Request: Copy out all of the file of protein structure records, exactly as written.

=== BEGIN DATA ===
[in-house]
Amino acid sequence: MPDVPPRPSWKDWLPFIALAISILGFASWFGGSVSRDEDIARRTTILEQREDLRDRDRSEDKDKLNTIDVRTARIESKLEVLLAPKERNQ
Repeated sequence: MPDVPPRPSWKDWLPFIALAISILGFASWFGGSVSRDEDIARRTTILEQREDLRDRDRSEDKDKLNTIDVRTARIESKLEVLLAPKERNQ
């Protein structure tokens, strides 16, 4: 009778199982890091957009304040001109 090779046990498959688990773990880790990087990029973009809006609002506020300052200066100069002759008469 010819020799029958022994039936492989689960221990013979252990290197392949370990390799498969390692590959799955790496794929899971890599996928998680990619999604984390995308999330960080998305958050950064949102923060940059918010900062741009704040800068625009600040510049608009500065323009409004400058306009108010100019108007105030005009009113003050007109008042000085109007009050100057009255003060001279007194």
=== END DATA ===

[in-house]
Amino acid sequence: MPDVPPRPSWKDWLPFIALAISILGFASWFGGSVSRDEDIARRTTILEQREDLRDRDRSEDKDKLNTIDVRTARIESKLEVLLAPKERNQ
Repeated sequence: MPDVPPRPSWKDWLPFIALAISILGFASWFGGSVSRDEDIARRTTILEQREDLRDRDRSEDKDKLNTIDVRTARIESKLEVLLAPKERNQ
């Protein structure tokens, strides 16, 4: 009778199982890091957009304040001109 090779046990498959688990773990880790990087990029973009809006609002506020300052200066100069002759008469 010819020799029958022994039936492989689960221990013979252990290197392949370990390799498969390692590959799955790496794929899971890599996928998680990619999604984390995308999330960080998305958050950064949102923060940059918010900062741009704040800068625009600040510049608009500065323009409004400058306009108010100019108007105030005009009113003050007109008042000085109007009050100057009255003060001279007194």